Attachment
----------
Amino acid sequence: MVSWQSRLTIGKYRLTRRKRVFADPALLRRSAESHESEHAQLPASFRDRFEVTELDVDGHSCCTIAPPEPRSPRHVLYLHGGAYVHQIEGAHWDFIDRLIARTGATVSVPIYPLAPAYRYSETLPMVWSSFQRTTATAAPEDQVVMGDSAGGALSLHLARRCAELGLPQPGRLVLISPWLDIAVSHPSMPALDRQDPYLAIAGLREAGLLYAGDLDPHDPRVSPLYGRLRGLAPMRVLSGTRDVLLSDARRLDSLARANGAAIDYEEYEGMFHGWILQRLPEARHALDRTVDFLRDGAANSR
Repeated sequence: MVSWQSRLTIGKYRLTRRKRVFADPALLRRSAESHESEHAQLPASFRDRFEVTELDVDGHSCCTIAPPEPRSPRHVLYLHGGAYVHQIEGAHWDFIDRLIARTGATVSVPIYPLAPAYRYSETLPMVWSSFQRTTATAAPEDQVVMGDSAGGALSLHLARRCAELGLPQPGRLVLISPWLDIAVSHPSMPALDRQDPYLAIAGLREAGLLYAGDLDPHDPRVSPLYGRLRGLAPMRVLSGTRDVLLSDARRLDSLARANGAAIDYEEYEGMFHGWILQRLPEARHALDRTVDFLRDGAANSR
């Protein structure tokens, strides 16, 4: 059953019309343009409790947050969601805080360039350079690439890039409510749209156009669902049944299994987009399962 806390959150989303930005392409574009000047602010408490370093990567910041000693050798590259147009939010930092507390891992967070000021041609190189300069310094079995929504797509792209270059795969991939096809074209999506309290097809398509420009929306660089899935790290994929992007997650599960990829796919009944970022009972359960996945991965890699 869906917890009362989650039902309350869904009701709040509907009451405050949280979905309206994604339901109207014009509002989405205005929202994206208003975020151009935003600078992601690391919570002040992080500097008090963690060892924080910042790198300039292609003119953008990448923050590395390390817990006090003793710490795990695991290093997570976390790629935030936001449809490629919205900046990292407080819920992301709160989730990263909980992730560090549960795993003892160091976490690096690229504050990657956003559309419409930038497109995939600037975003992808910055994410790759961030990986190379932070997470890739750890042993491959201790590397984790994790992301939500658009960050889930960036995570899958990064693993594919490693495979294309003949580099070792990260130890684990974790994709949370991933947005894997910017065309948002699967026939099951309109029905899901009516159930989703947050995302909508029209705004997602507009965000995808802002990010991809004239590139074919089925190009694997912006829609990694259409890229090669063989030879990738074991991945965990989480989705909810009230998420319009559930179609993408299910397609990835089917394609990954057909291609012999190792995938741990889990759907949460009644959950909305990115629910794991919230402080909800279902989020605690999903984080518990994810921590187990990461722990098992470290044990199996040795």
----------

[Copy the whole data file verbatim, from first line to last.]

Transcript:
Amino acid sequence: MVSWQSRLTIGKYRLTRRKRVFADPALLRRSAESHESEHAQLPASFRDRFEVTELDVDGHSCCTIAPPEPRSPRHVLYLHGGAYVHQIEGAHWDFIDRLIARTGATVSVPIYPLAPAYRYSETLPMVWSSFQRTTATAAPEDQVVMGDSAGGALSLHLARRCAELGLPQPGRLVLISPWLDIAVSHPSMPALDRQDPYLAIAGLREAGLLYAGDLDPHDPRVSPLYGRLRGLAPMRVLSGTRDVLLSDARRLDSLARANGAAIDYEEYEGMFHGWILQRLPEARHALDRTVDFLRDGAANSR
Repeated sequence: MVSWQSRLTIGKYRLTRRKRVFADPALLRRSAESHESEHAQLPASFRDRFEVTELDVDGHSCCTIAPPEPRSPRHVLYLHGGAYVHQIEGAHWDFIDRLIARTGATVSVPIYPLAPAYRYSETLPMVWSSFQRTTATAAPEDQVVMGDSAGGALSLHLARRCAELGLPQPGRLVLISPWLDIAVSHPSMPALDRQDPYLAIAGLREAGLLYAGDLDPHDPRVSPLYGRLRGLAPMRVLSGTRDVLLSDARRLDSLARANGAAIDYEEYEGMFHGWILQRLPEARHALDRTVDFLRDGAANSR
């Protein structure tokens, strides 16, 4: 059953019309343009409790947050969601805080360039350079690439890039409510749209156009669902049944299994987009399962 806390959150989303930005392409574009000047602010408490370093990567910041000693050798590259147009939010930092507390891992967070000021041609190189300069310094079995929504797509792209270059795969991939096809074209999506309290097809398509420009929306660089899935790290994929992007997650599960990829796919009944970022009972359960996945991965890699 869906917890009362989650039902309350869904009701709040509907009451405050949280979905309206994604339901109207014009509002989405205005929202994206208003975020151009935003600078992601690391919570002040992080500097008090963690060892924080910042790198300039292609003119953008990448923050590395390390817990006090003793710490795990695991290093997570976390790629935030936001449809490629919205900046990292407080819920992301709160989730990263909980992730560090549960795993003892160091976490690096690229504050990657956003559309419409930038497109995939600037975003992808910055994410790759961030990986190379932070997470890739750890042993491959201790590397984790994790992301939500658009960050889930960036995570899958990064693993594919490693495979294309003949580099070792990260130890684990974790994709949370991933947005894997910017065309948002699967026939099951309109029905899901009516159930989703947050995302909508029209705004997602507009965000995808802002990010991809004239590139074919089925190009694997912006829609990694259409890229090669063989030879990738074991991945965990989480989705909810009230998420319009559930179609993408299910397609990835089917394609990954057909291609012999190792995938741990889990759907949460009644959950909305990115629910794991919230402080909800279902989020605690999903984080518990994810921590187990990461722990098992470290044990199996040795």